|Publication number||US4311958 A|
|Application number||US 05/867,488|
|Publication date||Jan 19, 1982|
|Filing date||Jan 6, 1978|
|Priority date||Jan 10, 1977|
|Also published as||DE2707412A1, DE2707412C2|
|Publication number||05867488, 867488, US 4311958 A, US 4311958A, US-A-4311958, US4311958 A, US4311958A|
|Original Assignee||Zellweger, Ltd.|
|Export Citation||BiBTeX, EndNote, RefMan|
|Patent Citations (4), Referenced by (14), Classifications (10)|
|External Links: USPTO, USPTO Assignment, Espacenet|
The invention relates to a method of detecting a running thread and to a capacitive thread stopping and motion detecting device.
Thread stopping and motion detecting devices which clearly show the presence of a running thread at specified positions are required for monitoring production plants in the textile industry. Such thread stopping and motion detecting devices have already been in use for a long time. They may be in the form of mechanical thread detectors or they may be optical or thermoelectrical detectors. Mechanical detectors have the disadvantage that they have to touch the thread continuously and may thus damage the thread structure, and they display the location of a thread breakage after a delay owing to their mechanical inertia. In addition, they require the continuous presence of thread tension since they are generally designed to use the thread to hold a detecting lever in a suspended position. Optical thread stopping and motion detecting devices require a complicated arrangement of light source and light receiver with a high consumption in energy when used comprehensively, and the reliability of the light source and light receiver is greatly impaired by unavoidable deposits of fiber dust.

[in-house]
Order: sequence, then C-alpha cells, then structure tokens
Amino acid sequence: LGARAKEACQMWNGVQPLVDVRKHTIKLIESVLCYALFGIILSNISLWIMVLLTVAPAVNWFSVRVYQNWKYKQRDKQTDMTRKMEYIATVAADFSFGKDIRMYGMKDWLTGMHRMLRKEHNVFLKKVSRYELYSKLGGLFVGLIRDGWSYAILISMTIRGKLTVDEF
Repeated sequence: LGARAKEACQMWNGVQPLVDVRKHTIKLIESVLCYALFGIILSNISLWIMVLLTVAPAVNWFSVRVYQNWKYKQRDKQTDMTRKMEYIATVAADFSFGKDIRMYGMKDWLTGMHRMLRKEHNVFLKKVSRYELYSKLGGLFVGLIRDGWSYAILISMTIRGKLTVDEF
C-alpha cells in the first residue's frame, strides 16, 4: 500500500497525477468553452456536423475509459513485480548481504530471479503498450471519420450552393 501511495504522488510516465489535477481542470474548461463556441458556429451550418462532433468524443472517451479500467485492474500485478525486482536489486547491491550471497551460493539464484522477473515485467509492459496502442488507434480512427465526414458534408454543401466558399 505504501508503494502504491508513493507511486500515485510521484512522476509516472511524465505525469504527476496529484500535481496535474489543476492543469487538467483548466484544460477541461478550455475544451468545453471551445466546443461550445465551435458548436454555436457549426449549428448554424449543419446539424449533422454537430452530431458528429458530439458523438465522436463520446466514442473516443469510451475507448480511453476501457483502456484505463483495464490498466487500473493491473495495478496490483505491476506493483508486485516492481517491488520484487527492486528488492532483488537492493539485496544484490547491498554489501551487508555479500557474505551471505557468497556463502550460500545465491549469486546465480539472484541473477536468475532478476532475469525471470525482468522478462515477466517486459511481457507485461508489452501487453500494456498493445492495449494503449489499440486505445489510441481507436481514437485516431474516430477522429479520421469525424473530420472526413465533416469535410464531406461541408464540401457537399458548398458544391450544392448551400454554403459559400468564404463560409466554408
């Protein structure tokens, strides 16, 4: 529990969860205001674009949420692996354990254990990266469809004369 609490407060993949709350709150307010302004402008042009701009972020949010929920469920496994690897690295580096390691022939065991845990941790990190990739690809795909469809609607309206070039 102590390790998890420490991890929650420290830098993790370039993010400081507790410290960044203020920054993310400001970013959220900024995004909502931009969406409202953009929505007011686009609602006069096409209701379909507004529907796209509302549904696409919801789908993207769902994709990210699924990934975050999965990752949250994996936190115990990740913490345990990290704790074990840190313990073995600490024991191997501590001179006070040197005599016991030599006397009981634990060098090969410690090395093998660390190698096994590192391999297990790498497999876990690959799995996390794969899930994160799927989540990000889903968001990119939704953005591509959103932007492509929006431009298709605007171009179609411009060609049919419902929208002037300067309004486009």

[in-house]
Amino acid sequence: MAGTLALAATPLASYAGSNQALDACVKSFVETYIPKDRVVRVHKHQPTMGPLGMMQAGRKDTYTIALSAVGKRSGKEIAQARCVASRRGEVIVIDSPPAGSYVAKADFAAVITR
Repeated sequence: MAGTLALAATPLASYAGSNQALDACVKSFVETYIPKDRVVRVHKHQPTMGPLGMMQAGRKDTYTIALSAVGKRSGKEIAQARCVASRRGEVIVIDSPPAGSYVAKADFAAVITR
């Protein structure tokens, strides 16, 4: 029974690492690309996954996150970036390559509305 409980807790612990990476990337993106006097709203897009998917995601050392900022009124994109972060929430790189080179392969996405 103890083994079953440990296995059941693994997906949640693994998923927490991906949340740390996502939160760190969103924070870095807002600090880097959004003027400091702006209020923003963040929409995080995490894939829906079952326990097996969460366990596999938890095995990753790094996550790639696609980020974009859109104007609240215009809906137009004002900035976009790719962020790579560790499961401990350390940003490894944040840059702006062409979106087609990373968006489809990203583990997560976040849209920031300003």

Thermoelectrical thread stopping and motion detecting devices have also been suggested more recently, but these have the similar disadvantage of thermal inertia; the time interval from the moment of the thread breakage until a measurable change appears in the electrical operating value of these devices may be kept small by relevant structural measures, but cannot be excluded altogether.
According to the present invention, there is provided a capacitive thread stopping and motion detecting device which is arranged definitely to display the presence of a running thread by emitting a relevant signal in such a way that the signal fails immediately when a running thread is absent, the said motion comprising a precision capacitor through which a thread to be monitored can run to form a portion of the dielectric of the capacitor, the precision capacitor being connected to a direct voltage source for producing an electric field and to an amplifier with a high input resistance.
The natural irregularity in the cross section of the thread is used advantageously in that such irregularity only produces an alternating voltage in the precision capacitor when the thread runs, and this voltage is processed in the amplifier as an alternating current signal. When the thread is stationary or absent, there is no alternating voltage and this forms a clear criterion for the passage of a thread.
The single FIGURE of the accompanying drawing is a schematic circuit diagram illustrating a capacitive thread stopping and motion detecting device according to the present invention.
In the illustrated arrangement, a precision capacitor 10 has one of its electrodes connected to a direct voltage source 11 and the other electrode is connected to the input of an amplifier 12. The electrical input characteristic of the amplifier 12 is represented by an input capacitance 13 (Ce) and an input resistance 14 (RE). A thread 15 traveling between the electrodes of the capacitor 10 causes a change in capacitance ΔC in the capacitor 10. During the passage of a thread 15, this variation in the capacitance amounts to about 10-16 F. The time constant (CX +CE)ĚRE =τ must be large in relation to the period in which the change of capacitance takes place.